Location: Pane Room at Alexander Library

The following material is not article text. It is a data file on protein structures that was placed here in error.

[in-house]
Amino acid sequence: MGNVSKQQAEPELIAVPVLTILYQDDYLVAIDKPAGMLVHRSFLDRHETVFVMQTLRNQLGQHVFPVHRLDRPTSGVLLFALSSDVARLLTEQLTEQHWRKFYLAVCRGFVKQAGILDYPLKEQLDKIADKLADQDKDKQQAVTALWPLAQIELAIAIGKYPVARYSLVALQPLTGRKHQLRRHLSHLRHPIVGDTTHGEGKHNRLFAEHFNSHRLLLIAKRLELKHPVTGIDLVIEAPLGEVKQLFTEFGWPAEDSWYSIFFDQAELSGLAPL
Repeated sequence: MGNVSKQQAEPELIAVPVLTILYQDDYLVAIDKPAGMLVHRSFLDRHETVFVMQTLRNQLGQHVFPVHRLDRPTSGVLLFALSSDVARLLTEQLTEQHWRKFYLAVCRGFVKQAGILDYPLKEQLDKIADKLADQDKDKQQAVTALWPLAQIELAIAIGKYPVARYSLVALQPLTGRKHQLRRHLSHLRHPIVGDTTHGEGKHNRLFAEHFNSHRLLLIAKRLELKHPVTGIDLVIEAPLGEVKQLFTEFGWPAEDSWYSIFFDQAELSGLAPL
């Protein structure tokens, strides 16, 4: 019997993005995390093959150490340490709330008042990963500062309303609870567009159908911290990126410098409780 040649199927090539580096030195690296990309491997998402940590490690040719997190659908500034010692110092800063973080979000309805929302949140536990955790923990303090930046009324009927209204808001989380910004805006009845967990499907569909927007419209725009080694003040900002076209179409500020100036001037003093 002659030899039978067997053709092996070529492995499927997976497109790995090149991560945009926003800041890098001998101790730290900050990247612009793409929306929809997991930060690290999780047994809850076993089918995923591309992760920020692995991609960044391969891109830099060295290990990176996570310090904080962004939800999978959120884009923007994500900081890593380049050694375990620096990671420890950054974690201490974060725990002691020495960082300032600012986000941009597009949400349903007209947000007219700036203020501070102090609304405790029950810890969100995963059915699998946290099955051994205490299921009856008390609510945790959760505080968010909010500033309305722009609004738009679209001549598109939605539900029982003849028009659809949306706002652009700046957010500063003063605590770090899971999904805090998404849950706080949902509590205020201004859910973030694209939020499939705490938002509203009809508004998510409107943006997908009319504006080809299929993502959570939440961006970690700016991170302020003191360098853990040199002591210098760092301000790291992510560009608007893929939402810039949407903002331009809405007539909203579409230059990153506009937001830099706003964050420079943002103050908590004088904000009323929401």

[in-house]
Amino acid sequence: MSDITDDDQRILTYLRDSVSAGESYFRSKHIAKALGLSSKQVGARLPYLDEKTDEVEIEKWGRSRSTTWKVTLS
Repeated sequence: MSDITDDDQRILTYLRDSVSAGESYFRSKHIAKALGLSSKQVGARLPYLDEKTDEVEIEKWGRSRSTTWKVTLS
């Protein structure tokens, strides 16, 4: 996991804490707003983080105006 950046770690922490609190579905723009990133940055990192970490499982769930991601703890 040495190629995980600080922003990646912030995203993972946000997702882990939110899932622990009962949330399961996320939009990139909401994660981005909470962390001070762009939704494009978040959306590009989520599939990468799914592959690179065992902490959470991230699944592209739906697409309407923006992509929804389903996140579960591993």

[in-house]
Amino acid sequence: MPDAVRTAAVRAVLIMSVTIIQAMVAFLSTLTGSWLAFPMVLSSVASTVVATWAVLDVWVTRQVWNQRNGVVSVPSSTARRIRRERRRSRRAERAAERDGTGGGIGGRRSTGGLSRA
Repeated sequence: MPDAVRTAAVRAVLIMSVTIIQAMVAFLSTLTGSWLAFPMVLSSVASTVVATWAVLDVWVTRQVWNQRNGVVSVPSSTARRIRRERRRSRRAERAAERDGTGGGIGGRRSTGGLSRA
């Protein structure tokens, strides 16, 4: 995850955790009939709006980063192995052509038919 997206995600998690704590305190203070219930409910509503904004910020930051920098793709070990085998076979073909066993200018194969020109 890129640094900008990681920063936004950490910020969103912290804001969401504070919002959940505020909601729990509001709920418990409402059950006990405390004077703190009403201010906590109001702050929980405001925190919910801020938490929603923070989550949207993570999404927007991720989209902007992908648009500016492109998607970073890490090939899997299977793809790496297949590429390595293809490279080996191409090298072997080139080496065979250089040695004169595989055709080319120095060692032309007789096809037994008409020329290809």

Abstract: Confucianism has, since the turn of the 20th century, undergone a century-long process of modernization. Dr. Ming Dong Gu argues that despite the enormous efforts, the modernization project remains an unfinished task or at best, a work in progress. The unfinished task is mainly due to the fact that the modernization process has subjected Confucianism to too many competing demands that involve diverse and different ideological, intellectual, and aesthetic agendas. Gu suggests that the Chinese philosopher Li Zehou's theory of ethics, his critique of the major trends in Confucian scholarship, and his view of Confucianism may serve as a key to a fuller understanding of Confucianism and the starting point of a reconstruction that may help bring the modernization project to its most productive conclusion. With inspirations from Li's vision and insights, Dr. Gu calls for a division of Confucianism into two large categories: Confucianism in its narrow sense 狭义儒学, and Confucianism in its broad sense 广义儒学, and makes an experimental attempt to reconstruct Confucianism into a broadest possible system of thought. By merging hundred schools of thought both in China and in the world into one 百家归一 under the principle of "Confucianism as substance, other resources as applications" 儒体他用, Dr. Gu considers it possible to conceive a "Globalized Confucianism" 全球化儒学 and work out practical strategies for its realization.